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Thursday, 28 August 2014 08:32

Shell sells off assets over rising Niger Delta insecurity, eyes $5b income

Written by THE NEIGHBOURHOOD ONLINE
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Shell sales off assets over rising Niger Delta insecurity, eyes $5b incomeOil giant, Royal Dutch Shell Plc, is quickly selling off its assets in the Niger Delta region of Nigeria, ostensibly over rising insecurity. So, it is pushing ahead with its planned sale of its assets to meet its $15 billion target from such transactions between 2014 and 2015.
The firm said on Wednesday it had sold four oil fields in Nigeria in its ongoing global asset sales to cut costs.
The oil giant last year put up for sale its 30 per cent shares in four oil blocks in the Niger Delta – Oil Mining Licence (OML) 18, 24, 25, 29 – as well as a key pipeline, the Nembe Creek Trunk Line.
“We have signed sales and purchase agreements for some of the Oil Mining Leases, but not all that we are seeking to divest,” a Shell spokesman told Reuters.
No details were available on the value of the deals signed, nor when the full process will be completed.
France’s Total and Italy’s Eni are also set to raise revenue from the sale of their 10 per cent and five per cent shares in the assets. The Nigerian National Petroleum Corporation (NNPC) owns the remaining 55 per cent.
The Financial Times on Wednesday reported that Shell is close to selling the assets for about $5 billion to domestic buyers.
In March, Reuters reported that Nigerian firms - Taleveras and Aiteo - made the highest bid of $2.85 billion for the biggest of the four oil fields, OML 29.
Shell, along with many other oil majors, is undergoing a broad process of asset sales across the world in an effort to cut costs and boost profits.
Other companies, including Total, Eni, Chevron and ConocoPhillips have sought to pull out of Nigeria which has been plagued by oil theft.
The battle for acquisition of these four oil blocks has been raging since the beginning of the year. Some major stakeholders in Nigeria’s oil and gas industry were opposed to some preferred bidders. This is one of the major reasons the deal has not been sealed. The reason for their opposition stems from the alleged inexperience of some of the companies that won the bids.
Currently, Midwestern Oil and Gas/Mart Resources/Suntrust Oil, under the Erotron Consortium, won the bid for OML 18 while Aiteo/Taleveras in partnership with four other companies made up the consortium that won bid for OML 29 and the Nembe Creek Trunkline. OML 29 is considered the juiciest of the blocks.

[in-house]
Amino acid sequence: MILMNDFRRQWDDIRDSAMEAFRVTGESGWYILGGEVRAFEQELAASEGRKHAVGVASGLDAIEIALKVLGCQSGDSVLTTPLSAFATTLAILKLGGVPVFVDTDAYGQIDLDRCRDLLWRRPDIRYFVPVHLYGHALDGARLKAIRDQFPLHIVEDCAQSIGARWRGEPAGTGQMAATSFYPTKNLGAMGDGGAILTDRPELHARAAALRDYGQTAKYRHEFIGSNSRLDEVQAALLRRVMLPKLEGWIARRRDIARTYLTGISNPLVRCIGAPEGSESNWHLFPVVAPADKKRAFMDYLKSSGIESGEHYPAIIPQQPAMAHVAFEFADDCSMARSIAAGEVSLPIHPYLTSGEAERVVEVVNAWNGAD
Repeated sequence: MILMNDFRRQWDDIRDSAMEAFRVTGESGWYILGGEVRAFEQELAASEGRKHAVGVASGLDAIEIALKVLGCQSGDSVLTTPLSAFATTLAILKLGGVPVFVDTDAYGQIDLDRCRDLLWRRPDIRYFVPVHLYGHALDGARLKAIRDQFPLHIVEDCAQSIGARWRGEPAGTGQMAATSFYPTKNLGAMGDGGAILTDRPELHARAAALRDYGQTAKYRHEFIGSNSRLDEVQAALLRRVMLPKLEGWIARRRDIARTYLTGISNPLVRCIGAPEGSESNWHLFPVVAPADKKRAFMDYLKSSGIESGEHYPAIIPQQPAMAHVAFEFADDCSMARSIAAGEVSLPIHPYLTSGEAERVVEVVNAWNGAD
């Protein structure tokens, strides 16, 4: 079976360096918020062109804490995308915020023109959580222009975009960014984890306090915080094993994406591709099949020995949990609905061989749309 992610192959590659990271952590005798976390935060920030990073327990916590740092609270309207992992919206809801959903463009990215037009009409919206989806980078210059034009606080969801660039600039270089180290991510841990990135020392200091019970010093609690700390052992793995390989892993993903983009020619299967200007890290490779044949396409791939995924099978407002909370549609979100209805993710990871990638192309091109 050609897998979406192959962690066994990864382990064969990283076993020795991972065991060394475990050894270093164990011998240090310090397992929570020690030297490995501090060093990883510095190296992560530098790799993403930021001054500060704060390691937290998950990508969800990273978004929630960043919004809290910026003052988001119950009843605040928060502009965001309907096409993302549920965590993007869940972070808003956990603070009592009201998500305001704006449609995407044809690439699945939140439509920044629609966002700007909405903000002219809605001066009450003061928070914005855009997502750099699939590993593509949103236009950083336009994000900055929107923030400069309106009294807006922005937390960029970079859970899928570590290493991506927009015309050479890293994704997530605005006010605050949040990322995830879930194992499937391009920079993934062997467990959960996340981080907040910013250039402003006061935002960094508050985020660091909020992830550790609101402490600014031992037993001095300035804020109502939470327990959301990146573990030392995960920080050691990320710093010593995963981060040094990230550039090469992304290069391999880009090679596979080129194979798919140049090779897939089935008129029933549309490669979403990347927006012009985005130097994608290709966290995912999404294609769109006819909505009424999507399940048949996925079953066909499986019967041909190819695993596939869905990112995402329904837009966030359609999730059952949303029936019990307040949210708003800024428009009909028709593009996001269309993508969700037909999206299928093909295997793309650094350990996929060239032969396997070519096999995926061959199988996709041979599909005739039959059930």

The preferred bidder for OML 24 is Pan Ocean Oil Corporation Nigeria Limited while Lekoil, Crestar, Green Acres/CCC/Signet Petroleum, NDPR/SAPETRO and Essar, as a consortium is being considered for OML 25.
The Minister of Petroleum Resources, Mrs. Diezani Allison-Madueke, had said that the value of divested assets by the International Oil Companies (IOCs) including Shell, Chevron and Total from onshore, shallow water and offshore terrains, will hit about $11.5 billion by the end of this year.
She said that before this year ends, at least 20 oil blocks with reserves of not less than four billion barrels of oil equivalent (boe) would have been divested by the multinational oil firms.
She said: “The divestment in the upstream sector of the oil industry by the IOC’s such as SPDC/Total/Agip, Chevron and ConocoPhillips have continued to create an opportunity for participation in the industry by the Nigerian private sector.
“The IOCs operating in Nigeria today have divested assets worth about 2.2 billion boe of hydrocarbon reserves (working interest) at an estimated corresponding monetary value of at least $5 billion. The divestment campaign was highly competitive and attracted interest from a number of indigenous and foreign companies.
“By end of this year, the total number of blocks that are likely to be divested is estimated to exceed 20 with not less than 4 billion boe and a monetary value of about $11.5 billion.”
Shell also plans to sell OMLs 13, 16, 71 and 72, which are in onshore and shallow water provinces. All the assets are joint venture assets owned by Shell, Eni (Agip) and Total with total interests of 45 per cent when the remaining 55 per cent is owned by the Nigerian National Petroleum Corporation (NNPC).
The Chief Executive of Shell, Ben van Beurden, in the company’s strategic report said: “In 2014, we will make hard decisions about our next phase of projects. Capital discipline and potential returns will be critical factors in deciding which to take forward to development,” adding that Shell is cutting its capital expenditure from $46 billion last year to around $37 billion this year as it seeks to “moderate its growth ambition in order to free up cash flow.”
“Shell is shrinking this portfolio and cost base, with 2014 spending to be reduced by 20 per cent compared to 2013, and redirecting onshore investment to the lowest cost gas acreage with the best integration potential, and into ongoing exploration in liquids-rich shales. At the same time, profitable growth should continue in deep-water and heavy oil, where an industry-leading development programme is under way.”